I'll tell you how. We're going to figure out a way to decompose, or break down, this difficult problem into several smaller, easier problems. Learning how to break down problems, by the way, is t...

Continue Reading...

Gotta love xkcd...

Calculus 2, Math141
Apr 19, 2015

Thanks xkcd. You're always there to pick up the slack.

XKCD - Integration by parts

May 18, 2017

by Jesse Salsbury

What is the natural logarithm?

This part is optional, as students are unlikely to be tested on this material, but if you would like a better understanding of what the natural logarithm means conceptually, you may want to read this section.

Sometimes students will see \(ln(x)\) on a paper, refer to it as "el-en", but not know what it actually means. Perhaps the easiest way to understand it is to know its relation to the number, \( e\). Remember: \(e\) is just a constant, approximately equal to \(2.71828\). \(e^x\) and \(ln(x)\) are inverses.

What does this mean? Think about cubing a number and taking the cube root of a number. Imagine that we start out with the number \(7\). If we cube it, we get \(343\). If we take the cube root of this new number, \(343\), we get \(7\), which is the number we started with. Similarly, imagine that we start out with the number \(125\). If we take the cube root, we get \(5\). If we cube this new number, \(5\), we get \(125\), which is the numbe...

Continue Reading...

Mar 22, 2015

Or more specifically, a second-order linear homogeneous differential equation with complex roots. Yeesh, its always a mouthful with diff eq. Oh and, we'll throw in an initial condition just for sharks and goggles. The problem goes like this:

Find a real-valued solution to the initial value problem \(y''+4y=0\), with \(y(0)=0\) and \(y'(0)=1\). Your solution must be real-valued or you will not receive full credit!

If you'll recall, the steps for solving a second-order homogeneous diff. eq. are as follows:

  1. Write down the characteristic equation.
  2. Find the roots of the characteristic equation.
  3. Use the roots to write down the two exponential basis solutions.
  4. Create a general solution using a linear combination of the two basis solutions.

For step 1, we simply take our differential equation and replace \(y''\) with \(r^2\), \(y'\) with \(r\), and \(y\) with 1. Easy enough:

Finding the characteristic equation.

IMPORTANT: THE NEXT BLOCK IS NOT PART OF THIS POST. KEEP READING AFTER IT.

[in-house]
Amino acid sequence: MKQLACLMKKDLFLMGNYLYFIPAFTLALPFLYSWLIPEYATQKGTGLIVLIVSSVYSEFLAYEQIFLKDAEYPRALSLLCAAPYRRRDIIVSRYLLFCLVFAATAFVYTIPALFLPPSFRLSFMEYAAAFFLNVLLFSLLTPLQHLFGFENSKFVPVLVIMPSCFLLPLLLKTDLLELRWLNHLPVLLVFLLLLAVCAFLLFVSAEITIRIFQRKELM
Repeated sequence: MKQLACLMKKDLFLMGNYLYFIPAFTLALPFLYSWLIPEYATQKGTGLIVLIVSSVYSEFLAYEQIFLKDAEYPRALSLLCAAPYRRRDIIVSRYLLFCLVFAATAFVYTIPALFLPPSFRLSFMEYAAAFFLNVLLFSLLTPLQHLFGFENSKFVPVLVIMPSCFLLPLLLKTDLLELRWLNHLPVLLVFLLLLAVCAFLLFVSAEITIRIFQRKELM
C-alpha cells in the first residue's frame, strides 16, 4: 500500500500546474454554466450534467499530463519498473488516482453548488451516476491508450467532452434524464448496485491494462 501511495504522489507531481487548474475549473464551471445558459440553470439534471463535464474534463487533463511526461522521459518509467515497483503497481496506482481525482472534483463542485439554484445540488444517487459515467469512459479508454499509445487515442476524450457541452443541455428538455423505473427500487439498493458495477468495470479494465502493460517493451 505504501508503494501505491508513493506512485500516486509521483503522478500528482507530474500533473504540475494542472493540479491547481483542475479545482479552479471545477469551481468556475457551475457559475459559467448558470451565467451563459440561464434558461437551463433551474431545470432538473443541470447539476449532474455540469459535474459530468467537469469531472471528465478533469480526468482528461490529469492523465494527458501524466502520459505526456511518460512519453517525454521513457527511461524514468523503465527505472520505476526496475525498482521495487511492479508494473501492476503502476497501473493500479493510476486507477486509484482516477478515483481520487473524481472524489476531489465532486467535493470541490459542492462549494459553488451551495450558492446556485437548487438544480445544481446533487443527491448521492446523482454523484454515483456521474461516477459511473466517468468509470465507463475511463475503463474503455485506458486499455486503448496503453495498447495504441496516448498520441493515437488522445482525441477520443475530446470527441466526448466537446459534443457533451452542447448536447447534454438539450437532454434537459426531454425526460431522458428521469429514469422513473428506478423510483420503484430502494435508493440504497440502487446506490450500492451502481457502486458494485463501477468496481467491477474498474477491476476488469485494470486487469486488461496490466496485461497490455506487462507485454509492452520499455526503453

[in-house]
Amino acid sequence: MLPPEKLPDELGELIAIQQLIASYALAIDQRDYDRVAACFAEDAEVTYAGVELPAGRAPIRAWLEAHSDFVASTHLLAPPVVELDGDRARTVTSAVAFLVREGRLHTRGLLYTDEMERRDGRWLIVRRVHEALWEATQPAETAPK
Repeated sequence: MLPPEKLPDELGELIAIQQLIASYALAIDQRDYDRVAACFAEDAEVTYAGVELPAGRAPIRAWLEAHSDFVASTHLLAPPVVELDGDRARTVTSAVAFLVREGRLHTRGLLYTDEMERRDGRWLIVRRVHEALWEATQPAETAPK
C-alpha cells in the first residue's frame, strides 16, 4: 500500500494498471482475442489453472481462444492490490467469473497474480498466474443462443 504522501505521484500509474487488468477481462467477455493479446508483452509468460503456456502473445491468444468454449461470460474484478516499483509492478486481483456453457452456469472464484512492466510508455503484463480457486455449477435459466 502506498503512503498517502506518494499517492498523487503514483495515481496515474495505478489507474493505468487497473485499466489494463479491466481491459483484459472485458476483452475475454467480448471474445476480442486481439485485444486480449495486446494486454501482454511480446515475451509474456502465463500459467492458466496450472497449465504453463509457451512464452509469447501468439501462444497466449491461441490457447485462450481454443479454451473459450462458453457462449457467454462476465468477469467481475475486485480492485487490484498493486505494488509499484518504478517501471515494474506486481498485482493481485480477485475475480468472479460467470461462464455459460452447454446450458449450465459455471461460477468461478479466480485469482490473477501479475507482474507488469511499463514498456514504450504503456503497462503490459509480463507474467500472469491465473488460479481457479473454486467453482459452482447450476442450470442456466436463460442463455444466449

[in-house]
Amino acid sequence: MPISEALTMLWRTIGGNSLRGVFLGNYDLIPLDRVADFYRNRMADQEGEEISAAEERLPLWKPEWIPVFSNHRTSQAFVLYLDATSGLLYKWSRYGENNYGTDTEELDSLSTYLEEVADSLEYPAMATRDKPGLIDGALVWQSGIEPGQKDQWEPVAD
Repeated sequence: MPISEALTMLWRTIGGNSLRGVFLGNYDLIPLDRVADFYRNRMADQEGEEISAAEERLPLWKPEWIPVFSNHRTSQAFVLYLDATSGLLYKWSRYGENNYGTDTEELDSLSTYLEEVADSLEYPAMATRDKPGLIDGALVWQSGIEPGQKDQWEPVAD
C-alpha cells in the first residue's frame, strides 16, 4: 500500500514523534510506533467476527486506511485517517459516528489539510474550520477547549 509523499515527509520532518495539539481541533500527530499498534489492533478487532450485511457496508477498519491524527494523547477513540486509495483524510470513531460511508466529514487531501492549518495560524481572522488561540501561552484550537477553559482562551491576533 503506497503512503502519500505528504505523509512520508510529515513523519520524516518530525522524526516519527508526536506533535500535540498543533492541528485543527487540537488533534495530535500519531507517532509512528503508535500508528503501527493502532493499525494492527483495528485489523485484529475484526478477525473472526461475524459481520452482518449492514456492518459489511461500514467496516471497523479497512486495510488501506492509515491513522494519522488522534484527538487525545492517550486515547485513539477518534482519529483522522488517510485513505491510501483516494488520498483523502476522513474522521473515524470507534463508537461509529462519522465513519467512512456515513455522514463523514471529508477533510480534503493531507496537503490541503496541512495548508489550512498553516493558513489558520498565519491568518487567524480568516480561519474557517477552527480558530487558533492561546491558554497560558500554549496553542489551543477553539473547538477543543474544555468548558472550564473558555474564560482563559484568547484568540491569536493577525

For step 2, we solve this quadratic equation to get two roots. The roots are going to be complex numbers, but that's ok:

Solving for the characteristic roots.


Continue Reading...

Mar 27, 2015

If you're reading this post, you've probably arrived at the point in your calculus course where they try to teach you how to do integration by partial fraction expansion. And if you're anything like I was when I first learned calculus, you're probably scratching your head and going whadafuhhhh? What is the point of all this?

Here's what you need to know. Partial fraction expansion is not an integration technique. It's an algebraic technique. That being said, it's useful for making certain algebraic expressions (i.e. rational expressions) easier to integrate by breaking them into smaller, simpler chunks. Sound familiar? Its that same mode of thinking that all your other calculus classes are pushing at - taking a difficult problem, decomposing it into several easier problems, and then putting the pieces back together.

Got it? Let's get down to business. Here's our problem:

Rewrite the following expression as the sum of three partial fraction terms: \[\frac{1}{(x-1)(x^2+x+1)}\]

Just to quickly review the step...

Continue Reading...

Mar 10, 2016

A lot of the "word problems" that come up in calculus seem silly and contrived, because they are. The inventory cost problem, however, is something that comes up in real-life manufacturing scenarios all the time - how can I minimize my operating costs? In fact, the problem we see here today is a simplified version of a problem I covered in a DETC conference paper that I published a few years back.

Hot Bod Jacuzzi & Spa Company is launching a new hot tub - the Neverleak Massage-o-matic DeLux. They have an exclusive deal with Gallmart to supply the retail giant with 10,000 units over the next several years. The hot tub shells are made using injection-molding, in which molten plastic is squirted into metal molds at high pressure, and then allowed to cool. Once the shell has cooled, assembly workers finish the product by attaching the hoses and motors and installing insulation.

Being a small company, Hot Bod doesn't have their own factory - they will have to rent space from the Berry Plastics Corporation. Berry Plastics charg...

Continue Reading...